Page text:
No-Shave November

No Shave November, breard

You may notice that more men seem to be giving their razors a vacation this month and letting their facial hair grow longer. It might be because they are participating in an annual month-long event called No-Shave November or Movember, with the goal of raising cancer awareness. The first occurrence was in 2004 and has grown in popularity since, with many looking forward to the 30-day break.

The concept, according to No-Shave.org and the Movember Foundation, is to grow men’s health and cancer awareness by embracing your hair, which many cancer patients lose while receiving treatment. This frees up the money that you typically would spend on shaving and grooming supplies, which can be donated to non-profit organizations that provide education on cancer prevention and aid to those fighting it. It’s easy to participate; all you must do is forego shaving for a month. While it may be easier to spot the men that are participating by the increasing length of their stubble, women and those with strict dress codes are also encouraged to participate in whatever way they are able to or offer their support to those who are participating.

Whether you are participating in this annual November tradition, or simply wish to support those who are, here are some trivial facial hair facts that are great conversation additions.

  • It is estimated that around 55% of men worldwide have some type of facial hair, while in the United States it is closer to 33%.
  • The average beard is made up of about 30,000 whiskers.
  • Shaving may have originally been a survival tactic for humans during the last ice age since a frozen beard could lead to frostbite.
  • Egyptian Pharaohs, both men, and women, had clean-shaven faces, but are depicted in hieroglyphs as sporting long, metallic beards.
  • The Beatles’ Pepper’s Lonely Hearts Club Band record came with several cutouts, including paper mustaches.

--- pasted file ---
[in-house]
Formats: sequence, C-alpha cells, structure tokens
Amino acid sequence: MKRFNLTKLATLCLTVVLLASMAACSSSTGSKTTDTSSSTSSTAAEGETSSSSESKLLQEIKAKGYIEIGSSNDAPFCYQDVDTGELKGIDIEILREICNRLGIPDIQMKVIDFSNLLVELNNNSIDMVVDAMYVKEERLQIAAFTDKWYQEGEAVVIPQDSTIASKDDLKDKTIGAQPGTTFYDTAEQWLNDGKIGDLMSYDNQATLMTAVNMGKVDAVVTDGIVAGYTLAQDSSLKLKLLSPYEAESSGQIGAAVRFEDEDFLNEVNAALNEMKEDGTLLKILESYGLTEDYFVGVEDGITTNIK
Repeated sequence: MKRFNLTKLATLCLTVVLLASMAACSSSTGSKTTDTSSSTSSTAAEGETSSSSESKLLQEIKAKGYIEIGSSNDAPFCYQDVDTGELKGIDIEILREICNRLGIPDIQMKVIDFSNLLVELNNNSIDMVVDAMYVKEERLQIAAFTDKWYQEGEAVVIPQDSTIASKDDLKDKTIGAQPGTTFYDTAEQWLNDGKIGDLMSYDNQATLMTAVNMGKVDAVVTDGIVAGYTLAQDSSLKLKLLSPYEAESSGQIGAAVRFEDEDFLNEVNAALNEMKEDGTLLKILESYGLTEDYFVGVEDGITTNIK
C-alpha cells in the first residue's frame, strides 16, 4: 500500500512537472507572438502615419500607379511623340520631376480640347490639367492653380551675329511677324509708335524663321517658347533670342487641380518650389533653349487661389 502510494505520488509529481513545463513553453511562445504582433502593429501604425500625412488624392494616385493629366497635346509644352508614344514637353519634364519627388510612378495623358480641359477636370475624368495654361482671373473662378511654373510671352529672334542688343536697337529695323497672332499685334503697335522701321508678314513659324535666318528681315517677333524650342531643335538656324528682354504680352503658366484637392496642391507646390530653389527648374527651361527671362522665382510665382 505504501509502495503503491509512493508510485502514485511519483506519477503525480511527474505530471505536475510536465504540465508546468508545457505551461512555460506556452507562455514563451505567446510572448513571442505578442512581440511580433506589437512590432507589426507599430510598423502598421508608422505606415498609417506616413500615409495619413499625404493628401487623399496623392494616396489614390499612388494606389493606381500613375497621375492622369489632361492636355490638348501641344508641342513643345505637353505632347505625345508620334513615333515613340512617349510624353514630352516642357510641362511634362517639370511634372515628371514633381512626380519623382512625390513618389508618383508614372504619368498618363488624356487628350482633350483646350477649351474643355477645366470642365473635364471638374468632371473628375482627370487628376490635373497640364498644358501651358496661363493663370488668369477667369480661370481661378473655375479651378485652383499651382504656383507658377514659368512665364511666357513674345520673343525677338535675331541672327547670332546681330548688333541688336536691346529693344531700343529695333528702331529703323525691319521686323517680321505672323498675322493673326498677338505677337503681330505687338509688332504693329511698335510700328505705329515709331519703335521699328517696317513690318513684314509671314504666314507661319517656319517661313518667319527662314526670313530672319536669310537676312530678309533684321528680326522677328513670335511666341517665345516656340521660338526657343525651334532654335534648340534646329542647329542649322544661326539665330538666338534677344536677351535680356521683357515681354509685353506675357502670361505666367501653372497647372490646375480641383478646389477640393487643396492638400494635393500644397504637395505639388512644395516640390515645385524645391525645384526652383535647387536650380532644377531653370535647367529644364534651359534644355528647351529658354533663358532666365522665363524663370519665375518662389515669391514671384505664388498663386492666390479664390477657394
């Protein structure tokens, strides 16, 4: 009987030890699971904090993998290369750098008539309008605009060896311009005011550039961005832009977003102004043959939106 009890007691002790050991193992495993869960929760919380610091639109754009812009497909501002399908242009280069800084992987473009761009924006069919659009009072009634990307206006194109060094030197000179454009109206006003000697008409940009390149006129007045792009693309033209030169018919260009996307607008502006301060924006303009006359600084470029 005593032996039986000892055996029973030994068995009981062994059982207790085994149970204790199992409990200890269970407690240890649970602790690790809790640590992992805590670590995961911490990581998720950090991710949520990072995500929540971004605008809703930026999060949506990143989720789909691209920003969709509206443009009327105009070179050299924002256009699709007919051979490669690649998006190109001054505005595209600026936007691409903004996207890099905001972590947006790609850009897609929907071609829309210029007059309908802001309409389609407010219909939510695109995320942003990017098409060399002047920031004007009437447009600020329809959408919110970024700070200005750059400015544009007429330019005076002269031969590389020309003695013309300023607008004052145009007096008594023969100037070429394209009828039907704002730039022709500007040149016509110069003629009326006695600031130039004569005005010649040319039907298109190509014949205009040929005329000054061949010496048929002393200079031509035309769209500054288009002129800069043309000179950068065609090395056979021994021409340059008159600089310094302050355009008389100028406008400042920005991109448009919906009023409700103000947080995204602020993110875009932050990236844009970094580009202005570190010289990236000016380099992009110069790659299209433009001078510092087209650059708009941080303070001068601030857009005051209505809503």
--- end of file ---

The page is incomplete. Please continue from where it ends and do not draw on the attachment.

• The world’s longest mustache is 14 feet long and belongs to Ram Singh Chauhan of Rajasthan, India.
  • The surrealist painter Salvador Dalí published a book dedicated to his mustache, which is comprised of photos of the artist with his iconic facial hair arranged in various ways.
  • Peter the Great instituted a “beard tax” in 17th century Russia. Citizens were allowed to grow a beard if they were willing to pay a small fee. Peasants and clergymen were excluded from having to pay.
  • The safety razor was invented in Sheffield, England in 1828, the design was modified in 1847 and the overall shape remains the same today.
  • Abraham Lincoln’s beard, a style known as a chin curtain, may have been grown in response to an 1860 letter from 11-year-old Grace Bedell, who wrote that “all the ladies like whiskers and they would tease their husbands to vote for you and then you would be President.”
  • Beards can inspire strong feelings. Pogonophobia is a condition where people have an abnormal fear of beards, whereas pogonophilia is an overwhelming appreciation for beards.
  • Beards grow faster in the daytime than at night.
  • The king of hearts is the only king without a mustache in a deck of cards.

Sources: No-Shave.org, Movember Foundation, Rolling Stone, and Mental Floss.

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